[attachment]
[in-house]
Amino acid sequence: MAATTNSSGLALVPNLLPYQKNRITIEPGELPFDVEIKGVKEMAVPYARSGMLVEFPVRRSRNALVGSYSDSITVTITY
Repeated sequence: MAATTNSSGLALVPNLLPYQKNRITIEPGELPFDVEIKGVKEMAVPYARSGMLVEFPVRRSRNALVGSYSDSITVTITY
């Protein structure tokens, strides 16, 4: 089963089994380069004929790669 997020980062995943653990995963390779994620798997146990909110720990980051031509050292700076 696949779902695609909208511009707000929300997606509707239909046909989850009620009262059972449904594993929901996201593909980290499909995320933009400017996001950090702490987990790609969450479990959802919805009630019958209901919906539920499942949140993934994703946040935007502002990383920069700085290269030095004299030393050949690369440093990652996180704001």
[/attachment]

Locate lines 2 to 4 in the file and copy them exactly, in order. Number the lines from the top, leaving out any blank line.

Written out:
Amino acid sequence: MAATTNSSGLALVPNLLPYQKNRITIEPGELPFDVEIKGVKEMAVPYARSGMLVEFPVRRSRNALVGSYSDSITVTITY
Repeated sequence: MAATTNSSGLALVPNLLPYQKNRITIEPGELPFDVEIKGVKEMAVPYARSGMLVEFPVRRSRNALVGSYSDSITVTITY
């Protein structure tokens, strides 16, 4: 089963089994380069004929790669 997020980062995943653990995963390779994620798997146990909110720990980051031509050292700076 696949779902695609909208511009707000929300997606509707239909046909989850009620009262059972449904594993929901996201593909980290499909995320933009400017996001950090702490987990790609969450479990959802919805009630019958209901919906539920499942949140993934994703946040935007502002990383920069700085290269030095004299030393050949690369440093990652996180704001």